While there’s been a lot of name-calling during the Minnesota Orchestra lockout, the latest skirmish is about Internet domain names.
And depending on where you stand it’s either a story of skulduggery or simply preparing.
A new pro-musicians group Save Our Symphony Minnesota says it took that name in part because when they went looking for a web address they could use they discovered someone had beaten them to many other obvious candidates.
SOSMN Secretary Nils Halker says they began the search last week. “So we first of all thought ‘Well, we’ll call ourselves Save Our Minnesota Orchestra.'” They went to the domain name site to register it.
“And it was taken,” said Halker. “And we thought ‘How about some of these others?’ And we went down the list and found that I think a total of 12 were taken. And then we looked further and saw that they had been bought by the Minnesota Orchestral Association.”
“And then we looked and saw that the date of purchase was May 24th 2012, which was four months before the lock out.” Halker notes that was just after Minnesota Orchestra CEO and President Michael Henson returned from a meeting with other managers in Detroit where there is a particularly vociferous audience group Save Our Symphony Detroit, born of the orchestral labor conflict in that city.
The Minnesota group ended up with www.saveoursymphonymn.org, launching a Facebook page two days ago, and the website today. The Facebook page has already gathered over 4,000 ‘likes.’
When contacted by MPR, Minnesota Orchestra management said, of course it registered the domain names. The Orchestra’s Director of Public Relations Gwen Pappas said it owns close to 40 domain names relating to the Minnesota Orchestra, describing it as a common business protocol.
In an e-mail she continued: “With regard to the “Save our Minnesota Orchestra” type domain that we reserved in the spring of 2012 we did so knowing that negotiations were going to be challenging. At that point, the Orchestra had already made significant reductions throughout the organization (except the musicians’ contract) and the organization was still facing a $6 million deficit. We purchased domains that we thought we might use in the future to share messages or to protect the Orchestra name, based on counsel from others who had been in similar situations. On the same timeline Orchestra musicians were launching their own website. What this indicates from both sides is that we knew a tough negotiation was underway and we were seeking ways to share our messages. None of this is unusual in a difficult labor situation.”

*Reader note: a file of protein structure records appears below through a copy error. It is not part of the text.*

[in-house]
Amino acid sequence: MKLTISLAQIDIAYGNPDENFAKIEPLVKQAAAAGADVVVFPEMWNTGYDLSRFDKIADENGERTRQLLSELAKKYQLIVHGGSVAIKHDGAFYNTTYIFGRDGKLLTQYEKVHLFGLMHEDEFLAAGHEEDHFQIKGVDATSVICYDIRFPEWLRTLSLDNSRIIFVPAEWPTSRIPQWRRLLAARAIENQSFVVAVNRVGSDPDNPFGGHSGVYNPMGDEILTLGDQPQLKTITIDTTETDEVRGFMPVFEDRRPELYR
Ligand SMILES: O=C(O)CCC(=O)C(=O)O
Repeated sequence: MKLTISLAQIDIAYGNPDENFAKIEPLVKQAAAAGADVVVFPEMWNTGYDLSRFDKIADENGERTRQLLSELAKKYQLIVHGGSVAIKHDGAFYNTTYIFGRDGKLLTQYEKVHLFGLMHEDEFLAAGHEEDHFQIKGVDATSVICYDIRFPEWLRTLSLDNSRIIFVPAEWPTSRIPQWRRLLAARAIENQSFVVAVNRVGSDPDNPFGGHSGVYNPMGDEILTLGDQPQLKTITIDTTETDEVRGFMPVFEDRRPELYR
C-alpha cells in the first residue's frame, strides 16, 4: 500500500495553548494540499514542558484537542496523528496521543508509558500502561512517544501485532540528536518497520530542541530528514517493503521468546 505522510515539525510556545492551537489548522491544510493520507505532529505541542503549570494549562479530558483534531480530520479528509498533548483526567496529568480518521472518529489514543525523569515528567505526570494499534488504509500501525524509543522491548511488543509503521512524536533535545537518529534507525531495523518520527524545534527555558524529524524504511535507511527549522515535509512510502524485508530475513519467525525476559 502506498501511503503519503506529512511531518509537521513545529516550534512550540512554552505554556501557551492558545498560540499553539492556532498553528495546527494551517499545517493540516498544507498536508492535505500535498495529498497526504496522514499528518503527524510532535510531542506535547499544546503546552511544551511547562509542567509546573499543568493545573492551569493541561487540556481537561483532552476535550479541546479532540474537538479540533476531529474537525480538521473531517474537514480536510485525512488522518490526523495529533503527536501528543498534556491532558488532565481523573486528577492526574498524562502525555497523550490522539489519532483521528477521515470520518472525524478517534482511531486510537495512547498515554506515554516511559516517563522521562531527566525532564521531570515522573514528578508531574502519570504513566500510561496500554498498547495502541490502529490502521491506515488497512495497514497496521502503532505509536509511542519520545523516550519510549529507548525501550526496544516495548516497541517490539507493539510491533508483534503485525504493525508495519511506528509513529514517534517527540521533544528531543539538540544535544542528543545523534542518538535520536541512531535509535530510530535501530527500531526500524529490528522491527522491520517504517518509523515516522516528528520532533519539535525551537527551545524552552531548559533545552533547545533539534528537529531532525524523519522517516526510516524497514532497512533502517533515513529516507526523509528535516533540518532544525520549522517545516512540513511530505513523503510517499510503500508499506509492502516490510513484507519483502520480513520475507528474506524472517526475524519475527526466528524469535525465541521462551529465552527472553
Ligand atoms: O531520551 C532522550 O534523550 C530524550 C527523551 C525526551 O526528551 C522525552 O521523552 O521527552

Pappas says the Orchestra registered the names in case it needed them for its own use, but in the end used a microsite within its regular site to disseminate news about the contract negotiations
SOSMN’s Nils Halker says his group thought the Orchestra might say that, and that puzzles him, “Because they already have a well-known domain name MinnesotaOrchestra.org,” he said “Why would they need 12? And it struck us that these are names that would be of particular interest to community organizations.” Halker said his group is happy to have a name and a website now. “But looking backwards at the pattern it seems to say to us is that there was a concerted effort to control the message and to control the access of the community to the discussion, which plays into our original contention that we as listeners have felt marginalized and not listened to.”
The Orchestra’s Pappas dismisses the idea that the organization is trying to stifle discussion, saying in reality it has opened up its Facebook page to all comers. She also points out there is an infinite number of domain name possibilities, and idea that the orchestra would or could try to grab them all is unrealistic.
Consultant Jon Austin, who has worked in a number of contract disputes over the years including at Northwest Airlines, says he was not surprised to hear the Orchestra had registered the other domain names.
“Clearly the management folks knew how to read a calendar and knew the labor negotiations were coming at a certain time and they should be getting ready for it. I am sure they had reason to believe they were going to be contentious given the nature of what they were going to be asking for.”
He said however he agrees that registering domain names in an attempt to control discussion is ineffective. “By adding a hyphen or an underscore or mashing two words together or something like that, that probably doesn’t pose too much of an obstacle to somebody’s who’s looking for a relevant domain.”
However news of the situation has been the discussion du jour in the blogosphere, with SOSMN’s own Emily Hogstad leading the charge on her Song of the Lark blog.
Meanwhile, there is no word about whether attempts to find a framework for mediation between musicians and management have made any more progress, and the September 9th deadline set by Music Director Osmo Vanska for a rehearsal to prevent his resignation looms ever larger.